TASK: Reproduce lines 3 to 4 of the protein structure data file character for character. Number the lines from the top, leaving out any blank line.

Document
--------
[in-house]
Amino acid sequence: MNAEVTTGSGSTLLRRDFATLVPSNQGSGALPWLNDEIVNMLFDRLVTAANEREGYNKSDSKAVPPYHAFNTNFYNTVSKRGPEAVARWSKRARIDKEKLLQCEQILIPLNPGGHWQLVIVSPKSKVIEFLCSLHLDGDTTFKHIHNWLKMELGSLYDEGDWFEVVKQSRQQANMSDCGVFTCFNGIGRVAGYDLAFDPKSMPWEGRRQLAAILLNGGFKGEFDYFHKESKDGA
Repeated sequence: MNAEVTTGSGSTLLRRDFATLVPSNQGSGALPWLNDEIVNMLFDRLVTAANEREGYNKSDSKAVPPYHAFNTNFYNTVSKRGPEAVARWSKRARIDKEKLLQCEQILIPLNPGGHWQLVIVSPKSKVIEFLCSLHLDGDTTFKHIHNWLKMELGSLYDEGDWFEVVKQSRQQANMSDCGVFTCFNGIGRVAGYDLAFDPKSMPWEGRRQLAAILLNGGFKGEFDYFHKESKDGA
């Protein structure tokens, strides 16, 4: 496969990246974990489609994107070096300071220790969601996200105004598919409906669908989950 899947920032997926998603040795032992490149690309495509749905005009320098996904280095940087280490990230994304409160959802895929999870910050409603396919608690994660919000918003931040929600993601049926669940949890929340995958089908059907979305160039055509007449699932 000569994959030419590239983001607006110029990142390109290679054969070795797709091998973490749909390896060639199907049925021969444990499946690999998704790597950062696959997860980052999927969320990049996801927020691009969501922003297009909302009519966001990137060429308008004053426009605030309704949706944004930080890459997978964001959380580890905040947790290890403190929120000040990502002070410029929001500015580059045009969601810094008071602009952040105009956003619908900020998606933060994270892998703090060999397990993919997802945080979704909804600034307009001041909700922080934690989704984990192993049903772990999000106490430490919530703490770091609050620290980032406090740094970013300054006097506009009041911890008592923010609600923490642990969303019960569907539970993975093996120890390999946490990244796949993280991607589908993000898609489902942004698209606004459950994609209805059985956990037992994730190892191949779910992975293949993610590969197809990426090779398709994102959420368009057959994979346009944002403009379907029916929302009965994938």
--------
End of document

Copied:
Repeated sequence: MNAEVTTGSGSTLLRRDFATLVPSNQGSGALPWLNDEIVNMLFDRLVTAANEREGYNKSDSKAVPPYHAFNTNFYNTVSKRGPEAVARWSKRARIDKEKLLQCEQILIPLNPGGHWQLVIVSPKSKVIEFLCSLHLDGDTTFKHIHNWLKMELGSLYDEGDWFEVVKQSRQQANMSDCGVFTCFNGIGRVAGYDLAFDPKSMPWEGRRQLAAILLNGGFKGEFDYFHKESKDGA
């Protein structure tokens, strides 16, 4: 496969990246974990489609994107070096300071220790969601996200105004598919409906669908989950 899947920032997926998603040795032992490149690309495509749905005009320098996904280095940087280490990230994304409160959802895929999870910050409603396919608690994660919000918003931040929600993601049926669940949890929340995958089908059907979305160039055509007449699932 000569994959030419590239983001607006110029990142390109290679054969070795797709091998973490749909390896060639199907049925021969444990499946690999998704790597950062696959997860980052999927969320990049996801927020691009969501922003297009909302009519966001990137060429308008004053426009605030309704949706944004930080890459997978964001959380580890905040947790290890403190929120000040990502002070410029929001500015580059045009969601810094008071602009952040105009956003619908900020998606933060994270892998703090060999397990993919997802945080979704909804600034307009001041909700922080934690989704984990192993049903772990999000106490430490919530703490770091609050620290980032406090740094970013300054006097506009009041911890008592923010609600923490642990969303019960569907539970993975093996120890390999946490990244796949993280991607589908993000898609489902942004698209606004459950994609209805059985956990037992994730190892191949779910992975293949993610590969197809990426090779398709994102959420368009057959994979346009944002403009379907029916929302009965994938």